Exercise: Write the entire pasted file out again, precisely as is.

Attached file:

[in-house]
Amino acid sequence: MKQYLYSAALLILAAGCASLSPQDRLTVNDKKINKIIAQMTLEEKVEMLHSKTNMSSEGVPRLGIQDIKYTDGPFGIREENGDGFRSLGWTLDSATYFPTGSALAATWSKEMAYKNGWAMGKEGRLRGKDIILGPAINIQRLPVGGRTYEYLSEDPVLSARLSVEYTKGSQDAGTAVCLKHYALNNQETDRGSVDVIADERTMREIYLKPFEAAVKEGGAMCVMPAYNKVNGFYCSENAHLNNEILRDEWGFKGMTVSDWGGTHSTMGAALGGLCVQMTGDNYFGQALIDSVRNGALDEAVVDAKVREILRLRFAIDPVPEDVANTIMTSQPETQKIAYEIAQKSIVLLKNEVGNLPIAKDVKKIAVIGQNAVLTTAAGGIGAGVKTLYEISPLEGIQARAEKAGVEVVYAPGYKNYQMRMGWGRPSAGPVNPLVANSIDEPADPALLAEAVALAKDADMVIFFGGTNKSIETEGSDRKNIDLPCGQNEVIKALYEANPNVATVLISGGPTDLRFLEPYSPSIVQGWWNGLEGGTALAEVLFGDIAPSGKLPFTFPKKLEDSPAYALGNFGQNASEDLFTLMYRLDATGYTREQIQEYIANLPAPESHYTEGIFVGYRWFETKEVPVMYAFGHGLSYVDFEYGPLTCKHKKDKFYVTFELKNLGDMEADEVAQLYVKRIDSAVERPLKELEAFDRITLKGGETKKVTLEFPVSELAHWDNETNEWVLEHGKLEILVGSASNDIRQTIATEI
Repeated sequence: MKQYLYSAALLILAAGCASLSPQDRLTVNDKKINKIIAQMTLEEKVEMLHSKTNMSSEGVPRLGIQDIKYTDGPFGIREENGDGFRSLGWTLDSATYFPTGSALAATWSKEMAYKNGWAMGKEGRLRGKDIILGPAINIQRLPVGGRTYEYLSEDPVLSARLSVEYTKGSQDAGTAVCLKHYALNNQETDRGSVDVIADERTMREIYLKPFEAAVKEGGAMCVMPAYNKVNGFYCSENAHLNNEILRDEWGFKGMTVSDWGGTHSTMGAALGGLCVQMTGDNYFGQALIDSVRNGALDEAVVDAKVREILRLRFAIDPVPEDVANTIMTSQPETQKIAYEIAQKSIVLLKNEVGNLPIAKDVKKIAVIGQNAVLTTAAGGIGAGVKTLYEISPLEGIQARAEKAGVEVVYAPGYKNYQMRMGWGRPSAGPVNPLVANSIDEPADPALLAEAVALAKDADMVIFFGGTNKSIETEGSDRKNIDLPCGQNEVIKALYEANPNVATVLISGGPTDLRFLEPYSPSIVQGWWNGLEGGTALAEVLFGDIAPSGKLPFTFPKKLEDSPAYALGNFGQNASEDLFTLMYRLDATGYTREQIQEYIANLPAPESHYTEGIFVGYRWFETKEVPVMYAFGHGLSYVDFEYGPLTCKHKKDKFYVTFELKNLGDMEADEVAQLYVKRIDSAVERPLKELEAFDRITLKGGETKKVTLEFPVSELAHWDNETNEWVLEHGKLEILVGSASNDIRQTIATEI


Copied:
[in-house]
Amino acid sequence: MKQYLYSAALLILAAGCASLSPQDRLTVNDKKINKIIAQMTLEEKVEMLHSKTNMSSEGVPRLGIQDIKYTDGPFGIREENGDGFRSLGWTLDSATYFPTGSALAATWSKEMAYKNGWAMGKEGRLRGKDIILGPAINIQRLPVGGRTYEYLSEDPVLSARLSVEYTKGSQDAGTAVCLKHYALNNQETDRGSVDVIADERTMREIYLKPFEAAVKEGGAMCVMPAYNKVNGFYCSENAHLNNEILRDEWGFKGMTVSDWGGTHSTMGAALGGLCVQMTGDNYFGQALIDSVRNGALDEAVVDAKVREILRLRFAIDPVPEDVANTIMTSQPETQKIAYEIAQKSIVLLKNEVGNLPIAKDVKKIAVIGQNAVLTTAAGGIGAGVKTLYEISPLEGIQARAEKAGVEVVYAPGYKNYQMRMGWGRPSAGPVNPLVANSIDEPADPALLAEAVALAKDADMVIFFGGTNKSIETEGSDRKNIDLPCGQNEVIKALYEANPNVATVLISGGPTDLRFLEPYSPSIVQGWWNGLEGGTALAEVLFGDIAPSGKLPFTFPKKLEDSPAYALGNFGQNASEDLFTLMYRLDATGYTREQIQEYIANLPAPESHYTEGIFVGYRWFETKEVPVMYAFGHGLSYVDFEYGPLTCKHKKDKFYVTFELKNLGDMEADEVAQLYVKRIDSAVERPLKELEAFDRITLKGGETKKVTLEFPVSELAHWDNETNEWVLEHGKLEILVGSASNDIRQTIATEI
Repeated sequence: MKQYLYSAALLILAAGCASLSPQDRLTVNDKKINKIIAQMTLEEKVEMLHSKTNMSSEGVPRLGIQDIKYTDGPFGIREENGDGFRSLGWTLDSATYFPTGSALAATWSKEMAYKNGWAMGKEGRLRGKDIILGPAINIQRLPVGGRTYEYLSEDPVLSARLSVEYTKGSQDAGTAVCLKHYALNNQETDRGSVDVIADERTMREIYLKPFEAAVKEGGAMCVMPAYNKVNGFYCSENAHLNNEILRDEWGFKGMTVSDWGGTHSTMGAALGGLCVQMTGDNYFGQALIDSVRNGALDEAVVDAKVREILRLRFAIDPVPEDVANTIMTSQPETQKIAYEIAQKSIVLLKNEVGNLPIAKDVKKIAVIGQNAVLTTAAGGIGAGVKTLYEISPLEGIQARAEKAGVEVVYAPGYKNYQMRMGWGRPSAGPVNPLVANSIDEPADPALLAEAVALAKDADMVIFFGGTNKSIETEGSDRKNIDLPCGQNEVIKALYEANPNVATVLISGGPTDLRFLEPYSPSIVQGWWNGLEGGTALAEVLFGDIAPSGKLPFTFPKKLEDSPAYALGNFGQNASEDLFTLMYRLDATGYTREQIQEYIANLPAPESHYTEGIFVGYRWFETKEVPVMYAFGHGLSYVDFEYGPLTCKHKKDKFYVTFELKNLGDMEADEVAQLYVKRIDSAVERPLKELEAFDRITLKGGETKKVTLEFPVSELAHWDNETNEWVLEHGKLEILVGSASNDIRQTIATEI